Argentina on environmental alert due to new law reforms

More than 100 organizations have joined together to put a stop to the new reforms to the Law on Forests, Glaciers and Fisheries; try to reverse some points and negotiate at the last moment.

Many environmental organizations are concerned that among the 664 proposed amendments to the omnibus law, some aim to sabotage and deregulate the nature protection law.

Just over a month before the new government was ratified as part of the Paris Agreement in Dubai, it was already causing concerns in the environmental sector. In a public letter (63113.pdf), more than 100 organizations described the ruling party's proposal as "regressive", demanded the rejection of some aspects of it and requested the formation of specialized committees to consider this initiative. They are trying to send warnings to various blocs in Congress and have achieved some victories.

"It seems that we want to distance the State from its central role of control and supervision of environmental issues that cannot be entrusted to individuals.” – Manuel Jaramillo, executive director of one of the Wildlife organizations. Other organizations called on all civil society to sign a petition aimed at preventing the reforms from going ahead.

Initially, the omnibus bill sought to modify four environmental laws: the Forestry Law (26.331), the Anti-Burning Environmental Protection Law (26.562), the Glacier Law (26.639) and the Federal Fisheries Law (24.922). In addition, this package also includes a chapter on "energy transition", with the task of creating a minimum basis for the development of the internal market for emissions rights.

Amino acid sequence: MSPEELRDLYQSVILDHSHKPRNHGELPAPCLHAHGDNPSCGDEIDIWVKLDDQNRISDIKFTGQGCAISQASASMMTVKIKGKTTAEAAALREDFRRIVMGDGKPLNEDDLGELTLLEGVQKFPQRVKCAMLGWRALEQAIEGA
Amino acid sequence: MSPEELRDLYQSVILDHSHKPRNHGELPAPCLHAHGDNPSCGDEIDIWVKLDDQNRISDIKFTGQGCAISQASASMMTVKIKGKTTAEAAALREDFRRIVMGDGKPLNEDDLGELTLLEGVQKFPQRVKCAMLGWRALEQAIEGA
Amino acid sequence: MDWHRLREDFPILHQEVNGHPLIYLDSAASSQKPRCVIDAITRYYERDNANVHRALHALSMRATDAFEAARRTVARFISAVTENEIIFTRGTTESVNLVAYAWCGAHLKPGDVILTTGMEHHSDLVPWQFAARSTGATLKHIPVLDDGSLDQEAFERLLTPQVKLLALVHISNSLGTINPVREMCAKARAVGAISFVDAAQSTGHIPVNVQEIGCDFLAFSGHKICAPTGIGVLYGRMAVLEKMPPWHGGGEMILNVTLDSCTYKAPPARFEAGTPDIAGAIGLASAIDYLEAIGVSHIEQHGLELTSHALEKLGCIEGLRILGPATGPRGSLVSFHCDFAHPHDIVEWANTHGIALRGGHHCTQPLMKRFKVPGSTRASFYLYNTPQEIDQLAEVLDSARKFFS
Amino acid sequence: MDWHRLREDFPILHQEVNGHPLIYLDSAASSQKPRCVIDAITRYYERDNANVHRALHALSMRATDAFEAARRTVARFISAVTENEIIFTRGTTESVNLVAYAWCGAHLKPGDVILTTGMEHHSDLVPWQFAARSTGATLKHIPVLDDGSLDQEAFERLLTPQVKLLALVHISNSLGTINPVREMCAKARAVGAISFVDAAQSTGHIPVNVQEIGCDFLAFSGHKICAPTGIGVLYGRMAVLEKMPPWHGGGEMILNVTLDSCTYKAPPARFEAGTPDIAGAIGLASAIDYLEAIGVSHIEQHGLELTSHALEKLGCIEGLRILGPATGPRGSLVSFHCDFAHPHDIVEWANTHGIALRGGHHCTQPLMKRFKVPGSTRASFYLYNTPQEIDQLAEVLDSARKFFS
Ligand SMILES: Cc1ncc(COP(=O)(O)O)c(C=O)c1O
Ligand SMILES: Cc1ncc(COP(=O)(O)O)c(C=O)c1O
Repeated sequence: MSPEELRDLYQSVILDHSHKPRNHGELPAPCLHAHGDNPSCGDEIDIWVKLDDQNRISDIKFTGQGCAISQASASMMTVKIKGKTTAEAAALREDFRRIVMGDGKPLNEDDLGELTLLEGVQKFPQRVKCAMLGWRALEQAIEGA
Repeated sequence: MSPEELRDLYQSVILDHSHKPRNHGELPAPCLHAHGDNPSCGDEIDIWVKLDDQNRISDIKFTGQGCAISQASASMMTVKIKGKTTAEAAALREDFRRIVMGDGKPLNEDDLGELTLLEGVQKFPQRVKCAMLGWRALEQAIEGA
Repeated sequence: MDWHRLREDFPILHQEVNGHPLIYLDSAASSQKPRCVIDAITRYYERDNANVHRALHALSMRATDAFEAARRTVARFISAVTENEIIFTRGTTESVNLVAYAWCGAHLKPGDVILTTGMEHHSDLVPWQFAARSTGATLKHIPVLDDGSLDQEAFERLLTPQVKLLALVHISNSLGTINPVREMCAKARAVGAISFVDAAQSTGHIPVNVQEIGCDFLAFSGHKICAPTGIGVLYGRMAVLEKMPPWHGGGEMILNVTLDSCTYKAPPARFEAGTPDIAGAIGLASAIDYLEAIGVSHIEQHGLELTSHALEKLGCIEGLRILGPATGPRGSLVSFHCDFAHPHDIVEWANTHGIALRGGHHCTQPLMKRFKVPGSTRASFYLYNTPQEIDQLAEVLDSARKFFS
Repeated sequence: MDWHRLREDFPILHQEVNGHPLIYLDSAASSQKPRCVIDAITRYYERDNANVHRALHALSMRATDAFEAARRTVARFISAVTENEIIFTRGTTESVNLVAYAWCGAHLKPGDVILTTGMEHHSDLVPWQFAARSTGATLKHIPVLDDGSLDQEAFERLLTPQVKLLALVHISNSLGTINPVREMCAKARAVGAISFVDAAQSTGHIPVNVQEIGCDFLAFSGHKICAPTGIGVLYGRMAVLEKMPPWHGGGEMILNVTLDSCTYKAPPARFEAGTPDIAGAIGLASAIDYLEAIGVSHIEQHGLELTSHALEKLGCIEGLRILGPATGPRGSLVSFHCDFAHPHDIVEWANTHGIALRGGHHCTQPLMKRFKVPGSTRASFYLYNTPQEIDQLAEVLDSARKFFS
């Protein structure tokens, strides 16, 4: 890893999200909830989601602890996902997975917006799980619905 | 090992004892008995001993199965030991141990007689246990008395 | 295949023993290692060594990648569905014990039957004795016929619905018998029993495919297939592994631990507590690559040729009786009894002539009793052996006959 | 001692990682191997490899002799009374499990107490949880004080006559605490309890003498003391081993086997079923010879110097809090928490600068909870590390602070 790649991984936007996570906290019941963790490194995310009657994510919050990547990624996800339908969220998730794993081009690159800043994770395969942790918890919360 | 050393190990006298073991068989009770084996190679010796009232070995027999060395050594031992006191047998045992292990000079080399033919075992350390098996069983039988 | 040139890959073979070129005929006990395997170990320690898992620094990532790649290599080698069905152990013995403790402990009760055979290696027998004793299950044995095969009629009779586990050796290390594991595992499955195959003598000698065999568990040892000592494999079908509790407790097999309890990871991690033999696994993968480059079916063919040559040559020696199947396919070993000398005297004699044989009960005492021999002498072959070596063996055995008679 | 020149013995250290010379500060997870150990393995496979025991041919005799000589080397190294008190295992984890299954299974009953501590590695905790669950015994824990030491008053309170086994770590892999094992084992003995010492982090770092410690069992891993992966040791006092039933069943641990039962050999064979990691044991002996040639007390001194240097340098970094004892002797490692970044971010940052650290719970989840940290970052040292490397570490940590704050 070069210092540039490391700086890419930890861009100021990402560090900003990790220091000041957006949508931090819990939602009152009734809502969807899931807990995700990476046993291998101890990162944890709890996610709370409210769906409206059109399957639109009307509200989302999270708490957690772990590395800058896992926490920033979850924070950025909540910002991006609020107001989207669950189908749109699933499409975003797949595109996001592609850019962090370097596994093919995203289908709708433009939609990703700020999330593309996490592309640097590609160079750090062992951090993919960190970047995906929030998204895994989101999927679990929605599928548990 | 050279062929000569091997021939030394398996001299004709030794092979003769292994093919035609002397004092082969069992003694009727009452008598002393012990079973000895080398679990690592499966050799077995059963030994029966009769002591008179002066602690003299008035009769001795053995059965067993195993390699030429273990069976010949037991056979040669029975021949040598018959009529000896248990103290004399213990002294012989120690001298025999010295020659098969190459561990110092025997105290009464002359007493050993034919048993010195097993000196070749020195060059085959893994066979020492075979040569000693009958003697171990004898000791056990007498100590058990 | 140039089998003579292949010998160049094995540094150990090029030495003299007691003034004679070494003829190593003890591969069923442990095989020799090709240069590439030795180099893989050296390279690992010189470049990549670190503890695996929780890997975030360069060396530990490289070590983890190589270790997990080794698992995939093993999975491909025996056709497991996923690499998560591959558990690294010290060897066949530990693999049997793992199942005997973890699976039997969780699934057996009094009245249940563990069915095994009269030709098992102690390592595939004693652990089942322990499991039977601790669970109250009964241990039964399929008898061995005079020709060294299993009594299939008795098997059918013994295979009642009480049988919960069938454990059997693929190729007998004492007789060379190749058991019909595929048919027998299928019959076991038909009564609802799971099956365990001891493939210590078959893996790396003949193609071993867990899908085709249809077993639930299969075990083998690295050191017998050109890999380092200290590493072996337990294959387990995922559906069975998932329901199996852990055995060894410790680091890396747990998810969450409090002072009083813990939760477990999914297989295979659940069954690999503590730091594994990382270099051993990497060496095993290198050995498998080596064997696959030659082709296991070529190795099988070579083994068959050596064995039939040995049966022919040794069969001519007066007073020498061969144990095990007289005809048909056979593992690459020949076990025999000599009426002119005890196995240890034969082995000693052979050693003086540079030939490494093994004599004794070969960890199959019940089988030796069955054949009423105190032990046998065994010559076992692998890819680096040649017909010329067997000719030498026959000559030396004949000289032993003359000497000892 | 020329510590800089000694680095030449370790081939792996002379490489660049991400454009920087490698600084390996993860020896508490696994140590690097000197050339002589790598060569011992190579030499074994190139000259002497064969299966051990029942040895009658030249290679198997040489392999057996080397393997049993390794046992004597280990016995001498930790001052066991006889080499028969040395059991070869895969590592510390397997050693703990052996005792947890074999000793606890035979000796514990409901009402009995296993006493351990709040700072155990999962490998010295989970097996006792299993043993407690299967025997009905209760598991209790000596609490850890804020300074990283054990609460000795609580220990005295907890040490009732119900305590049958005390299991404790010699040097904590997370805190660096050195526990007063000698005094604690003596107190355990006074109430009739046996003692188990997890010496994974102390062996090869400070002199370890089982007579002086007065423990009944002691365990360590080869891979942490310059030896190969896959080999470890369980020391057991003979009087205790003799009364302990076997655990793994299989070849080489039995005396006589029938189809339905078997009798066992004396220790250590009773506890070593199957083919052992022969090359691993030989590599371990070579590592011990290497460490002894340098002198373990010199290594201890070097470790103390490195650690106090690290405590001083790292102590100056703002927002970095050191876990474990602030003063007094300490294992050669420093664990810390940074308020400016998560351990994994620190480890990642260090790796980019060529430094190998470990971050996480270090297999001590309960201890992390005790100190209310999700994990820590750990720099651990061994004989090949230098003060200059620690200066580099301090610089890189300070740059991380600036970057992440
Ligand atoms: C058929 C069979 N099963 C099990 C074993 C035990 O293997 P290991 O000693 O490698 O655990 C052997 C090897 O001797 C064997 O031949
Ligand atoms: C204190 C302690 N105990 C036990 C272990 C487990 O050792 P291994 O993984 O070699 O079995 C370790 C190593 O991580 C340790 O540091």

However, shortly after its publication and many groups of governors, parliamentarians and activists publicly expressed their opposition, the dialogue wing of the ruling party promised changes. Last week, both the Minister of the Interior, Guillermo Francos, and the Deputy Minister of the Environment, Ana Lamas, admitted that mistakes had been made. “It was an error of interpretation, of course the team in charge of writing the document was wrong in some aspects”Lamas admitted. Both officials said that there would be changes in some aspects related to fishing, native forests and the control of intentional burning.

The remaining provisions remain the same and are expected to be discussed in extraordinary sessions that will end on January 31. In the last few hours, a committee representing environmental organizations met with Lamas to present their points of view and reach a consensus. There, the organizations reiterated their concerns and proposed delaying the consideration of environmental issues beyond the comprehensive regulatory package in regular sessions.